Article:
The Standing Committee
of the Bern Convention, has concluded that the UK's badger culling trial
is in accordance with the Convention. Last year the Committee recommended
that the trial, which is part of the Government's strategy to research
and control bovine tuberculosis (TB), should be investigated to see
whether a possible breach had occurred.
Speaking in London,
Agriculture Minister Nick Brown said: "I welcome this outcome. The
Standing Committee has today confirmed that the badger culling trial
is compatible with the Bern Convention. We were confident this would
prove to be the case. The trial is an important component of our long-term
strategy to deal with the growing problem of bovine TB. Only by pursuing
it can we hope to answer the crucial question of the role badgers play
in transmitting the disease to cattle. We are happy to agree to the
Committee's request to report annually on the Government's strategy
for controlling TB, including the badger-culling trial. Bovine TB is
a serious and complex disease, and the more we can share knowledge about
it with our international partners the better."
During an extensive
debate the Standing Committee considered issues such as the effect the
trial would have on the national and local badger populations; the possible
outcome of the trial; and the wide range of other measures the UK has
put in place to research the causes of TB incidents in cattle herds.
The Committee concluded that the file should be closed, but asked that
the Government keep it updated on this issue on an annual basis. Environment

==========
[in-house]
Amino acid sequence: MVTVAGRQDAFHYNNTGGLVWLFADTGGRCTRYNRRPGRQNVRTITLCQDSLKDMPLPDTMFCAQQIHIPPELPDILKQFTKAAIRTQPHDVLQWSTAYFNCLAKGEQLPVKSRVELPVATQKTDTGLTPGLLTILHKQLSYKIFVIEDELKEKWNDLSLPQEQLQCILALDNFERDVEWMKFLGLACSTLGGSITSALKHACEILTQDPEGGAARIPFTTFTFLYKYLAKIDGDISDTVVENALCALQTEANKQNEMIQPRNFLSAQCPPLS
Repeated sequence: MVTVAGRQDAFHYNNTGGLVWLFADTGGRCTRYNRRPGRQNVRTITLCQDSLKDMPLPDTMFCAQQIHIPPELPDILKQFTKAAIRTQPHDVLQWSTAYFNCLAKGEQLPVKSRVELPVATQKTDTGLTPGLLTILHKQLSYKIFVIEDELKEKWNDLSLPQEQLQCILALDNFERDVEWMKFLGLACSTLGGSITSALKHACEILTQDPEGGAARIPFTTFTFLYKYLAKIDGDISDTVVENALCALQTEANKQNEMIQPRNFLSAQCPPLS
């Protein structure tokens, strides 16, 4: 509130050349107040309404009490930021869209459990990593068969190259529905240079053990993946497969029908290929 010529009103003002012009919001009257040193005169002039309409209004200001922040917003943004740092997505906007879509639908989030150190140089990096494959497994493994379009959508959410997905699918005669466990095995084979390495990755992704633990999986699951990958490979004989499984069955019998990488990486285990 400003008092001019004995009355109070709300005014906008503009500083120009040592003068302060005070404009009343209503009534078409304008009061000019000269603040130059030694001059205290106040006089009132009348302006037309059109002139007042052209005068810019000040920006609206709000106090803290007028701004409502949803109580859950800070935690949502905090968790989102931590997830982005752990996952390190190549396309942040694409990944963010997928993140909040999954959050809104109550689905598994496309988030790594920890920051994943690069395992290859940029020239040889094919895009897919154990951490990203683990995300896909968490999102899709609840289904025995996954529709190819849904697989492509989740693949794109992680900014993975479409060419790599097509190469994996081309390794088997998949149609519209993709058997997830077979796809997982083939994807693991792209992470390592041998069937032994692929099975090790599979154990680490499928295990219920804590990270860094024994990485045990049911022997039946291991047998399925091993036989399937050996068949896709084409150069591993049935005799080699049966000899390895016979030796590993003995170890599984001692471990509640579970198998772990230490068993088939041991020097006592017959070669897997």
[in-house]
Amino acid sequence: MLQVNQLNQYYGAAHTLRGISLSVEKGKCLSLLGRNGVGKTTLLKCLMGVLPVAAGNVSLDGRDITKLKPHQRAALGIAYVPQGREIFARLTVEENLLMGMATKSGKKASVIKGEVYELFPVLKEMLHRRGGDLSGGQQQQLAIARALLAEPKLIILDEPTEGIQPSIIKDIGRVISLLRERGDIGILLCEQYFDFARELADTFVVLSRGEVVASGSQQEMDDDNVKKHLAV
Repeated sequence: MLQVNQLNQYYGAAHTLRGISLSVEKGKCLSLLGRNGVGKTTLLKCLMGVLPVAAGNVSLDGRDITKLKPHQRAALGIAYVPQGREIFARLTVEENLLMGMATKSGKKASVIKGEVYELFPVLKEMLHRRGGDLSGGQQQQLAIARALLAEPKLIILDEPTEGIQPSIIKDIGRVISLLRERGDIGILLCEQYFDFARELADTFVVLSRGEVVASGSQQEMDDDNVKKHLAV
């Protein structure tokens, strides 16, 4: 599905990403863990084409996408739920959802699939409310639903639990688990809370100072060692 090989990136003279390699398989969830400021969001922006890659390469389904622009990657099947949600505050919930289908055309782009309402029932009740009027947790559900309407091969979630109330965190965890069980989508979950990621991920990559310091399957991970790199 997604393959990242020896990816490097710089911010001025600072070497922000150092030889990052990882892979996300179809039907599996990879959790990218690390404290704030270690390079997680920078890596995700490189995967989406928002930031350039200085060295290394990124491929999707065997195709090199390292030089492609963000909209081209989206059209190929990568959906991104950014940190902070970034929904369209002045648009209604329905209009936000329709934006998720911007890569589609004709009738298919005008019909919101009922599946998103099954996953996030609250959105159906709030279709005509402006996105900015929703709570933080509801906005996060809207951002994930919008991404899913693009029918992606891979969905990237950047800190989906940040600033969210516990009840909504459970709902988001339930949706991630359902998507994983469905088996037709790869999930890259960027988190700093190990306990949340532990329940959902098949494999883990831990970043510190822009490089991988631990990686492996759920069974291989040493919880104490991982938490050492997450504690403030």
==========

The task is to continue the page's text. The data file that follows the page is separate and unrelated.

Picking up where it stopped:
Minister Michael Meacher welcomed the Standing Committee's decision:
"The UK takes its responsibilities under the Convention very seriously,
and we were pleased to have a chance to explain our position in detail.
The badger trial has been designed with great care by independent experts,
taking full account of animal welfare considerations, to limit its coverage
to that which is absolutely necessary."
The Bern Convention
on the Conservation of European Wildlife and Natural Habitats was agreed
in 1979 in the framework of the Council of Europe. It currently has
40 contracting parties from across Europe and Africa. It operates through
a Standing Committee which meets annually in Strasbourg. Non-governmental
organisations have full speaking rights.
The badger culling
trial is one element of the Government's five point TB research and
control strategy: minimise the risk to humans, develop a TB vaccine,
carry out research into the transmission of the disease continue, and
where possible strengthen, existing cattle controls carry out a badger
culling trial and related research The trial is designed to answer a
number of questions about the dynamics of bovine TB in both cattle and
badgers, and to deal with two key issues: the quantitative contribution
of badgers to the incidence of TB in cattle, and whether, and in what
circumstances, culling badgers works to help control the disease.
The trial and the
Government's wider TB research programme are based on expert advice
from two independent scientific committees chaired by Professor John
Krebs and Professor John Bourne respectively. In December 1998 the Standing
Committee of the Convention passed a recommendation calling on the UK
to suspend the trial for a year, explore other satisfactory solutions
for the control of bovine TB, and inform the Committee on the compatibility
of the trial with the Convention. The Government submitted its detailed
response on 8 July 1999.